Starting from this year, 2023, major supermarkets in Singapore have started charging for disposable bags to encourage shoppers to bring their own reusable bags. Since 3 July 2023, these larger supermarkets have been required to charge at least five cents for each disposable carrier bag regardless of the material––plastic, paper, biodegradable materials, and so on. Charging for disposable bags is an effort to get the nation-state on a journey towards zero waste.
Why is it important to get shoppers to switch from disposable bags to reusable bags?
Disposable products are often seen as counter to the principles of zero waste for several reasons. Disposables are designed to be used once and then discarded. They foster a culture of wastefulness and encourages the idea that resources can be used and discarded without considering their long-term environmental impact.
The production of disposable products depletes our natural resources, such as trees for paper products, oil for plastics, and water during the manufacturing process. On top of that, manufacturing, transportation, and the disposal of single-use products require energy, which often comes from non-renewable sources like fossil fuels. This energy use contributes to greenhouse gas emissions, which drive climate change.
What’s more, once the product is used and disposed of, most of it ends up as landfill waste. Every year, around 200,000 metric tonnes of Singapore’s domestic waste are disposables. According to NEA, only 6% of the plastics that get tossed out in Singapore get recycled. Paper has a higher recycling rate of 37%. And biodegradable plastic bags don’t get recycled at all–– they are incinerated with the rest of our waste.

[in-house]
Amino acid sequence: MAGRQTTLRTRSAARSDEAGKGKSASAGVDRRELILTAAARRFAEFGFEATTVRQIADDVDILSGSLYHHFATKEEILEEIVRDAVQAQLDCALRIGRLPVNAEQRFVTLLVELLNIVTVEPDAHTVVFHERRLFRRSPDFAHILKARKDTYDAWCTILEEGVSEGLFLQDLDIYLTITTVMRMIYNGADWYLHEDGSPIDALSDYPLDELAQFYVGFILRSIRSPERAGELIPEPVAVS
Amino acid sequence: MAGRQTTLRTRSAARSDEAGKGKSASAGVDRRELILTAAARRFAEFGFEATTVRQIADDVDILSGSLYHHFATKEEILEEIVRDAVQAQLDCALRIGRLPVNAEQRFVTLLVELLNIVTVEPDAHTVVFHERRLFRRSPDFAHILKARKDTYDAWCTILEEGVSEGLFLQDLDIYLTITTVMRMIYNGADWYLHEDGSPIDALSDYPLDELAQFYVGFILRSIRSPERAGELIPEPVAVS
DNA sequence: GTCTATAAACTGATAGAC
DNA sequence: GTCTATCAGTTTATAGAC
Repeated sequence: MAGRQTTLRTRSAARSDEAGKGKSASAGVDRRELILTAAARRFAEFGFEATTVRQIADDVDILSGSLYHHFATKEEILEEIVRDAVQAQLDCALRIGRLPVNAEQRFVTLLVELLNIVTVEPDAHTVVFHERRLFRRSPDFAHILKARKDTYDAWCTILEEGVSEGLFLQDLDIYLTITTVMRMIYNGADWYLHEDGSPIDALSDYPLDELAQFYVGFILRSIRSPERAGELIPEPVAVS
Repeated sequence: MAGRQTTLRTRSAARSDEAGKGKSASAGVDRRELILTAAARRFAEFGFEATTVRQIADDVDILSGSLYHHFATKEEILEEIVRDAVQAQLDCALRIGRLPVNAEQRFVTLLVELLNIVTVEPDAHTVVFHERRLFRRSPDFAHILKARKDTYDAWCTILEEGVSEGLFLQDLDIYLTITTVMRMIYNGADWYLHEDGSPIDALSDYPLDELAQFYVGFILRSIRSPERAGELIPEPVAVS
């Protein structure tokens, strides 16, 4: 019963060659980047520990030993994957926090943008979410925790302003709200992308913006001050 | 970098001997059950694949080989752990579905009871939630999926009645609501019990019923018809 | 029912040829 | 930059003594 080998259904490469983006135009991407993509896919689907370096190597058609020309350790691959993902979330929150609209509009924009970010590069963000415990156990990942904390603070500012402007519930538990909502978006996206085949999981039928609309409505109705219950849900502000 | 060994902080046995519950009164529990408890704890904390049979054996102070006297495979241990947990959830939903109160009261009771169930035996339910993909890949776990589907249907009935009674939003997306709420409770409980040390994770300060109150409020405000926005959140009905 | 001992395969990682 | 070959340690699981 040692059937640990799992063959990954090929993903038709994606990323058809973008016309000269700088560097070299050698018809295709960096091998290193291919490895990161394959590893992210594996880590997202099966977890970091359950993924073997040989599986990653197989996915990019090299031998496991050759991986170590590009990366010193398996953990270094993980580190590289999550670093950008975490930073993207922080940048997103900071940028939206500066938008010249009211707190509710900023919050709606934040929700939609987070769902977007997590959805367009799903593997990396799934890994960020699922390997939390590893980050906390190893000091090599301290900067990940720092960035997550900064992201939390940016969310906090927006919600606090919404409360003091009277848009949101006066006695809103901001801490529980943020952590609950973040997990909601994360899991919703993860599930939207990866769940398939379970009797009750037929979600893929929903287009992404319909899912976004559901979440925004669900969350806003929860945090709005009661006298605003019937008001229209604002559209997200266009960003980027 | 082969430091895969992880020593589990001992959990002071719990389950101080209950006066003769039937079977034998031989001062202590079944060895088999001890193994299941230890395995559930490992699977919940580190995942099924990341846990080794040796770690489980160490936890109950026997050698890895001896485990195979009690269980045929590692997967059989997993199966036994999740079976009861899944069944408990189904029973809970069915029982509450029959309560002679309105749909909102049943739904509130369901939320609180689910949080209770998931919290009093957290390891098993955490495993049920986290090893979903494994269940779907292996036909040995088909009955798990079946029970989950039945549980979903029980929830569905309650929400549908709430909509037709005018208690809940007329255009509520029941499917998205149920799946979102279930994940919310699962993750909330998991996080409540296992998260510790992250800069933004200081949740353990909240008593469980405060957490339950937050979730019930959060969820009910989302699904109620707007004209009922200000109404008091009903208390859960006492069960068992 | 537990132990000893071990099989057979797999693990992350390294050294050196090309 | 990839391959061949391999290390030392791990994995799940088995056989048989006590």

Although the mandate applies to disposable bags of any material, plastic bags are one of the major contributors to Singapore’s domestic plastic waste. A study by the Singapore Environmental Council (SEC) found that shoppers take about 820 million plastic bags from supermarkets a year.
Funnily (or not), plastic bags were first invented in 1959 with the intention of saving trees. They were made as an alternative to paper bags, which were causing the destruction of forests. People were encouraged to switch to plastic bags. Sten Gustag Thulin, a Swedish engineer, who designed the plastic bag, would keep one folded in his back pocket to be re-used. By the end of the 90s, plastic bags almost entirely replaced paper bags around the world. They were seen as the cheaper alternative.
While disposables may seem cheaper upfront, they can be more expensive in the long run when we consider the environmental and societal costs.
Plastic disposables, for example, have been notorious for littering our landscapes, oceans, and waterways. They are lightweight and easily blown away by the wind. When plastic waste is mismanaged, they harm wildlife, disrupt ecosystems, and can persist in the environment for centuries.
By choosing disposables, we miss out on opportunities to promote recycling and reuse, which are key components of a zero-waste lifestyle. In contrast, the zero-waste movement encourages a shift away from disposable products and towards practices that reduce waste. Sten Gustag Thulin didn’t plan for the plastic bag to become a problem, but he did have the right idea––he carried a bag with him to be reused. So, next time you go shopping, remember to Refuse disposable bags, Reuse a bag you already have, and if you must, Recycle instead of throwing it in the trash.
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